January 14th, 2011
07:38 AM ET
At University Medical Center in Tucson, four patients remain in the hospital. Congresswoman Gabrielle Giffords is now the only one in critical condition.
Outside, there is a constantly busy makeshift memorial, even in the middle of the night. Television and newspaper reporters are buzzing around, trying to satisfy the appetite of a curious public. There is so much attention on these four patients, that it was somewhat surprising that they hardly know it. Most of them have cut themselves off and barely watched any news reports, or even visited with other victims down the hall.
I was allowed to meet with the patients at UMC, as they decided to speak for the very first time. It became clear within moments that as much as I wanted to record their stories, they needed – they wanted to talk even more.
Ron Barber was the first patient I met. Kindly, softspoken, he welcomed me in with a smile and introduced me to his wife, Nancy. For 40 years, Ron had worked as an advocate for those with developmental disabilities, and he had retired before coming to work as a staff member for Congresswoman Giffords.
It was jarring when he started to describe the horrible scene that unfolded. He heard the noise and saw Giffords take a bullet in the head. As he spun around toward the shooter, he also was shot, first in the face and then in the leg.
He slumped to the ground and found himself lying right next to Giffords, who had her back to him. As he struggled to make sense of it all, suddenly their colleague, Gabe Zimmerman, fell face-first right between them. “He was so still,” he told me. “I knew he was dead.”
Nearly delirious, Barber started reaching for his Blackberry so he could “call Gabby’s parents,” he said, oblivious to the fact that he was bleeding to death from a torn femoral artery in his leg. Suddenly a woman named Anna – Anna Ballis he would learn later - was there using her bare hands to stop the blood loss, and out of the corner of his eye, he saw 20-year-old Daniel Hernandez cradling Gifford’s head.
“Heroes amidst the horror,” I said softly. He nodded and seemed a little choked up. “Anna came to visit me today,” he said with a genuine smile.
Captain Mark Kelly was in Houston when Pia Carusone, Gifford’s chief of staff, called him and told him he needed to get to Tucson. A Navy pilot and astronaut, Captain Kelly had access to a fast plane and arrived at the hospital just as his wife emerged from surgery.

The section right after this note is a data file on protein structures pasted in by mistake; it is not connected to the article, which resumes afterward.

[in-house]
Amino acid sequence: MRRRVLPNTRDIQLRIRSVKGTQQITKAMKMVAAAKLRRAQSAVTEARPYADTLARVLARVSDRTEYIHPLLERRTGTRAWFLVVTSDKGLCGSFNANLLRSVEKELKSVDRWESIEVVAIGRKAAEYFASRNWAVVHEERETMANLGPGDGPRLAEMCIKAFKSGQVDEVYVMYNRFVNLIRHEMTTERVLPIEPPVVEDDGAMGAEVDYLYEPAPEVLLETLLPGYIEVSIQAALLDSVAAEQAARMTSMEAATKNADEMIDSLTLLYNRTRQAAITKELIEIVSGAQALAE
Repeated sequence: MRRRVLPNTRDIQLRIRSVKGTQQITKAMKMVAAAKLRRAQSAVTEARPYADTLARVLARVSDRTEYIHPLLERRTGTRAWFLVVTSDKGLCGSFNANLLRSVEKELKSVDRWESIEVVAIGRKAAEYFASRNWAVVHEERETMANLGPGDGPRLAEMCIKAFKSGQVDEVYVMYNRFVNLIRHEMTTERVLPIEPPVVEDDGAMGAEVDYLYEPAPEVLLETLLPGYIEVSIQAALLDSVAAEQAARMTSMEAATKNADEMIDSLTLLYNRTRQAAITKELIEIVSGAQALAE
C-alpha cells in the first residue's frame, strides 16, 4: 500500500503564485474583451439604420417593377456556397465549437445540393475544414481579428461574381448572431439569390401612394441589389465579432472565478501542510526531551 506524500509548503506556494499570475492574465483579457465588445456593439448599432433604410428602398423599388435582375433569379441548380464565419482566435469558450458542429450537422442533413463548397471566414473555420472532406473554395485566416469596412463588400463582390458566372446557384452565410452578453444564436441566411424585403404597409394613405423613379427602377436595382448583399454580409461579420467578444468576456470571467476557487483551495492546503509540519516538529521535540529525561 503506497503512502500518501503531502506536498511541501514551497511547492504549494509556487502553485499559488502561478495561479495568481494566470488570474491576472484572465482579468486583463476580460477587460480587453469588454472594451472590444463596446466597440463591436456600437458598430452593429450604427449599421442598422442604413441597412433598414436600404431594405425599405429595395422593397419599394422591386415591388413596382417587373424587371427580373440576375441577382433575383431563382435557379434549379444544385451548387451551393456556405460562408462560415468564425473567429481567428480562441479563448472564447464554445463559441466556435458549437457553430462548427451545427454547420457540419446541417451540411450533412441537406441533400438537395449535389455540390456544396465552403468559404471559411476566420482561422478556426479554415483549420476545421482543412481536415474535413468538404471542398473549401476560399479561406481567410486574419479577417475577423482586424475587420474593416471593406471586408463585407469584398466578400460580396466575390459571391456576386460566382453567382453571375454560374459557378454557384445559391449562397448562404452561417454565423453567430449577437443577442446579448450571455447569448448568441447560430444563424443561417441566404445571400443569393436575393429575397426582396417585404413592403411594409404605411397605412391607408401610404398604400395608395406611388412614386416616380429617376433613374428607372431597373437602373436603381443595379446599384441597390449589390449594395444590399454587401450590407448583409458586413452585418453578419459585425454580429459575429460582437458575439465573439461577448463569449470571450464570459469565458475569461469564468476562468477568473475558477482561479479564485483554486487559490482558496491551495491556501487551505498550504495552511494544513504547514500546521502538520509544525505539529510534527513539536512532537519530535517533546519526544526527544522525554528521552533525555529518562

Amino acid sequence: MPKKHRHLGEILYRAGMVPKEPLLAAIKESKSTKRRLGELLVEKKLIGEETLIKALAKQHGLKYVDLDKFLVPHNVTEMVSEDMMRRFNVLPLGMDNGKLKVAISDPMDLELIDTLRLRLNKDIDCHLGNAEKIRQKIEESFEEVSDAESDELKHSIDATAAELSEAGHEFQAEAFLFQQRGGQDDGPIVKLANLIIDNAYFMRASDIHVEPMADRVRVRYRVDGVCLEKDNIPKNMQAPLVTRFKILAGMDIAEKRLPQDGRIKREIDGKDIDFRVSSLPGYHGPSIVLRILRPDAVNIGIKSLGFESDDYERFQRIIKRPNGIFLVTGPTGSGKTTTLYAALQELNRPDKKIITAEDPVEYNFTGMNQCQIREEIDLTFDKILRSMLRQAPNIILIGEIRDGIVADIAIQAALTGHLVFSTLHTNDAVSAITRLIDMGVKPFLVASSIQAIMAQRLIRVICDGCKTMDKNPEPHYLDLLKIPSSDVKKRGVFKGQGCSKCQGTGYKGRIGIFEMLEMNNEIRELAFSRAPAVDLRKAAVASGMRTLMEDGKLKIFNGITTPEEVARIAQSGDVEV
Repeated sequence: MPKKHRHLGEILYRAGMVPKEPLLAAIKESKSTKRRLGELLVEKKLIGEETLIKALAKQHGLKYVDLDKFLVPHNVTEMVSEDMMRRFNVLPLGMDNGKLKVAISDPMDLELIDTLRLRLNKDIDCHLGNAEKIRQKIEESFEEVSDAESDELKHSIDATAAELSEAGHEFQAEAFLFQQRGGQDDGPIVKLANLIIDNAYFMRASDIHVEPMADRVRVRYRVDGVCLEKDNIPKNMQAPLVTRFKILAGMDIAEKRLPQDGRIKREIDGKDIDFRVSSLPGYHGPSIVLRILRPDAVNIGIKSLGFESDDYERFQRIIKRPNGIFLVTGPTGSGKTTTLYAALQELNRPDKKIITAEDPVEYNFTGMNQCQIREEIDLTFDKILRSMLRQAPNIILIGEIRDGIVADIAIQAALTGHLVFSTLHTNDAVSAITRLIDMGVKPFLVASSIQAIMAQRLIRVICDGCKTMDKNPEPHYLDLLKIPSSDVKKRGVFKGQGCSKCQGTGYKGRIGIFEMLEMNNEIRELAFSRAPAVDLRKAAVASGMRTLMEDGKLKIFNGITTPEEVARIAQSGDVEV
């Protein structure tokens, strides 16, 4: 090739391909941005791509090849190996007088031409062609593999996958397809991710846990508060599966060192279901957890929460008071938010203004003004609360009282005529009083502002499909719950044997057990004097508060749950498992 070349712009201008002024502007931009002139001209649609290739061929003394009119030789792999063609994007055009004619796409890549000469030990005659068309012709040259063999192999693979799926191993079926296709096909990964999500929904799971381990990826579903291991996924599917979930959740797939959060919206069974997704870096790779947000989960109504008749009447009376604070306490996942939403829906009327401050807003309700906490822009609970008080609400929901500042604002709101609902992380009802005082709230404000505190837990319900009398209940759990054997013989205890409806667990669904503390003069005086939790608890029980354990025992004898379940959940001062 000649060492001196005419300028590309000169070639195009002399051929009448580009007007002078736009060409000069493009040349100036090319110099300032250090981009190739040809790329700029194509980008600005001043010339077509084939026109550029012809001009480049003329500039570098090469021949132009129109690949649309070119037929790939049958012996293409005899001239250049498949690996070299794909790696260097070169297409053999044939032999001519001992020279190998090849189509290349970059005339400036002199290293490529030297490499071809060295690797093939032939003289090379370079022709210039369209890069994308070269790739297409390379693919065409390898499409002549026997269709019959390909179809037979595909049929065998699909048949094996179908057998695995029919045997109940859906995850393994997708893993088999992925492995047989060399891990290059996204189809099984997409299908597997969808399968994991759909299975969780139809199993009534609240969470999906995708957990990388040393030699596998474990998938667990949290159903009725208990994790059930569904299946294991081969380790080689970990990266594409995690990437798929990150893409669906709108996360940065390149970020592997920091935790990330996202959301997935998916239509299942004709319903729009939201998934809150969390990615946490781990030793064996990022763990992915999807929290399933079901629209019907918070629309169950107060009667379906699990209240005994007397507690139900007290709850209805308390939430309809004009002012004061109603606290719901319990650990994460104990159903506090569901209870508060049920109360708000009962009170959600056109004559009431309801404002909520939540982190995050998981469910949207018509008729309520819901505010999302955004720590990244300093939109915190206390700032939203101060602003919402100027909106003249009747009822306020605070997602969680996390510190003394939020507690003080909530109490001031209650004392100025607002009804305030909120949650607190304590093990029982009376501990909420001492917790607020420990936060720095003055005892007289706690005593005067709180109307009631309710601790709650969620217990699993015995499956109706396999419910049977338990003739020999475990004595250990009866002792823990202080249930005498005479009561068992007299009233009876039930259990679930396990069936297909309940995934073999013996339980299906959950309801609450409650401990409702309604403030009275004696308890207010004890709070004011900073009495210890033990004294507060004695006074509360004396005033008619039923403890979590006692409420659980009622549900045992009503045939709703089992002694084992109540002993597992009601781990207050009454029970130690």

He met with Dr. Michael Lemole and Dr. Peter Rhee and learned for the first time the details of what had happened to his wife. Rhee was very optimistic that Giffords would survive, while Lemole had an obligation to take a more “long-term view of the future,” as he described it to me. “I do think about her neurological function, and it is just too early to tell what that will be,” he added.
“Did she know the president of the United States visited her last night?” I asked Captain Kelly. He paused and said, “Yes, I think she did know… though, I think she was trying to figure out what he was doing there.”
And, there was the eye opening. Captain Kelly doesn’t strike me as a man who would use the term “miracle” off the cuff. Yet, it was exactly how he described the moment his wife opened her eyes in the presence of old friends. She had reached out with her left hand and sort of stroked his face, he said. “At first I thought she was trying to strangle me,” he joked. And then she opened her eyes. “It was miraculous.”
“We are wise to acknowledge miracles,” Lemole said Thursday. I asked him about it later, and he smiled. “Some people don’t believe that, and may even ridicule it.”
“I won't,” I said.
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Get a behind-the-scenes look at the latest stories from CNN Chief Medical Correspondent, Dr. Sanjay Gupta, Senior Medical Correspondent Elizabeth Cohen and the CNN Medical Unit producers. They'll share news and views on health and medical trends - info that will help you take better care of yourself and the people you love.